Iranians head to the polls to elect new president

Prime Minister Naftali Bennett leads a cabinet meeting at the Prime Minister's Office in Jerusalem

Prime Minister Naftali Bennett leads a cabinet meeting at the Prime Minister's Office in Jerusalem

Iranian voters go to the polls Friday in a presidential election in which ultraconservative cleric Ebrahim Raisi is seen as all but certain to coast to victory over his vetted rivals.

There were no official estimates of the turnout from Iran's Interior Ministry as polling stations closed at 2 a.m. Saturday local time.

As old and new USA sanctions hit Iran, trade dried up and foreign companies bolted.

But the election of an Iranian head of government now under United States sanctions could alarm Washington and liberal Iranians, analysts of Iranian politics said, especially given President Joe Biden's sharpened focus on human rights globally. More than 59 million Iranians are eligible to vote.

Supreme leader Ayatollah Ali Khamenei cast the first vote just after 7:00 am (0230 GMT) at a specially installed ballot box at a mosque adjoining his offices in the capital.

But hundreds of Iranians, including prominent politicians and relatives of dissidents killed since Iran's 1979 Islamic revolution, have called for an election boycott. "That is why the ruling system has always put emphasis on voter participation and used all possible means to bring people to the polls".

"My vote is a big NO to the Islamic Republic", said Farzaneh, 58, from the central city of Yazd.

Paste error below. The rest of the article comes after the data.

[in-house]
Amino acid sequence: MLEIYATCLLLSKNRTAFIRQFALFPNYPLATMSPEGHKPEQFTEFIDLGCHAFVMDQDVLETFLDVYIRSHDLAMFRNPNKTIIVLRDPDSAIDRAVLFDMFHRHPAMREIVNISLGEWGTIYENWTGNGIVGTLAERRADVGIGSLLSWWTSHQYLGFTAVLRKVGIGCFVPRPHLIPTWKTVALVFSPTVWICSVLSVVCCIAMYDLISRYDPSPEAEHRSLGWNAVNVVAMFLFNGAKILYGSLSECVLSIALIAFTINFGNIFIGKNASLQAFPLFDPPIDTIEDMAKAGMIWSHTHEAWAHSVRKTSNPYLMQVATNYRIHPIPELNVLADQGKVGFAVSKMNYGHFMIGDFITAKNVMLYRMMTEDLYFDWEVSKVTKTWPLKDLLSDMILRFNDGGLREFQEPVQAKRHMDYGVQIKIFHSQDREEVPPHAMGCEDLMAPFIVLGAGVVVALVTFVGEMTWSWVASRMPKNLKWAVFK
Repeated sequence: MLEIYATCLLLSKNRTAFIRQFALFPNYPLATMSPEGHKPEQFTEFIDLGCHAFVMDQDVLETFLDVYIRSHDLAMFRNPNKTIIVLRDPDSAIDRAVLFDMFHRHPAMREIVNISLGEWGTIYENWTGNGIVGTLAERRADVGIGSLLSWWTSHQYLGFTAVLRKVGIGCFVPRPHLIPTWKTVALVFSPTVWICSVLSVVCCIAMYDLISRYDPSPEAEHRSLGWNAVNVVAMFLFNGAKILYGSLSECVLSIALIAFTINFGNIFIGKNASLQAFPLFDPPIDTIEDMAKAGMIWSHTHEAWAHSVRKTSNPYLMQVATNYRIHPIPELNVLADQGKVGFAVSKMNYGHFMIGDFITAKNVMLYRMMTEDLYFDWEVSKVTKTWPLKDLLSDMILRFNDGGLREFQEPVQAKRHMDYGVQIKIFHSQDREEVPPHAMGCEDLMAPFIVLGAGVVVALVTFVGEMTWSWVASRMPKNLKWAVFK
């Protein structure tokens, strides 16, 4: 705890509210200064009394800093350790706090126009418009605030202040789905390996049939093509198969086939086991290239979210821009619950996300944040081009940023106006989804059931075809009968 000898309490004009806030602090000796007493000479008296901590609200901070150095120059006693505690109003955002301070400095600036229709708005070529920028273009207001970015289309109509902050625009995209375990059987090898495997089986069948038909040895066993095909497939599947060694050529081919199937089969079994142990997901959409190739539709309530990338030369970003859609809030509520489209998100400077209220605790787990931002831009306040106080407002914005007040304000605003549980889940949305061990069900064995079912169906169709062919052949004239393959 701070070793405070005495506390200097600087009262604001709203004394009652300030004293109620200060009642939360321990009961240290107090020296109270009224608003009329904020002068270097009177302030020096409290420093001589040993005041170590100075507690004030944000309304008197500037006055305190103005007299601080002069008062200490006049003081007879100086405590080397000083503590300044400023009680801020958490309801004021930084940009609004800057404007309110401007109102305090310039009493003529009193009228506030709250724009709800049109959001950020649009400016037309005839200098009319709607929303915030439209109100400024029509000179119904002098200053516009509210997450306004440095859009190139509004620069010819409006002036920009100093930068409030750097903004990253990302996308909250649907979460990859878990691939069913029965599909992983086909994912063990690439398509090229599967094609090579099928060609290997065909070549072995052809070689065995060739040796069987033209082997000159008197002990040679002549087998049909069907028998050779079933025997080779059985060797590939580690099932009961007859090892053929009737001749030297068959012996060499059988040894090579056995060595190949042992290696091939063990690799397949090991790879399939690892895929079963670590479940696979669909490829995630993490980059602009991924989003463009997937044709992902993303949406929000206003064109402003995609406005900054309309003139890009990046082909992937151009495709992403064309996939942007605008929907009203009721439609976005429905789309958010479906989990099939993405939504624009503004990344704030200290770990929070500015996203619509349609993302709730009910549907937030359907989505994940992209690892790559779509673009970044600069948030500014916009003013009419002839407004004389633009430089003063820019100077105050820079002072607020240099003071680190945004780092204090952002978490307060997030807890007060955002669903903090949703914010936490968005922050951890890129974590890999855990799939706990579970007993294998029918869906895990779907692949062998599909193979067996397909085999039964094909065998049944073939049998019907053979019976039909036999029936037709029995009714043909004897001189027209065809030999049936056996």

A win for Raisi would confirm the political demise of pragmatist politicians like Rouhani, weakened by the USA decision to quit the nuclear deal and reimpose sanctions in a move that stifled rapprochement with the West. At another, officials watched videos on their mobile phones as state television blared beside them, offering only tight shots of locations around the country - as opposed to the long, snaking lines of past elections.

Rezaei's concession in a post on Twitter came as Iran's outgoing President Hassan Rouhani also acknowledged the victor in the polling was "clear" though he did not immediately name Raisi as his successor.

Iranians head to the polls to elect new president

Iran has never acknowledged the mass executions, and Raisi himself has never publicly addressed allegations about his role.

A supporter of presidential candidate Ebrahim Raisi shows her hand with writing in Persian that reads "Raisi", during a rally in Tehran, Iran, June 16, 2021.

On Twitter, Rezaei praised Khamenei and the Iranian people for taking part in the vote. The stakes are high: the victor of this election will lead Iran through a pandemic, intense economic sanctions, runaway inflation, and the ongoing negotiations to restore the nuclear deal.

President Joe Biden's administration has said it could ease the sanctions if Iran agreed to resume curbs on nuclear activities that could be weaponized.

Rouhani's key achievement was the landmark 2015 deal with world powers under which Iran pledged to limit its nuclear programme and refrain from acquiring the atomic bomb in return for sanctions relief.

Trump said the JCPOA did not do enough to prevent Iran from developing nuclear weapons - a goal it denies having - or engaging in other objectionable activities.

Khamenei also served as president when he took over in 1989 from the Islamic republic's founder, Ayatollah Ruhollah Khomeini.

Raisi has been named in Iranian media as a possible successor to Khamenei.

"If Khamenei deems Raisi a success, I think he will propose Raisi to succeed him".

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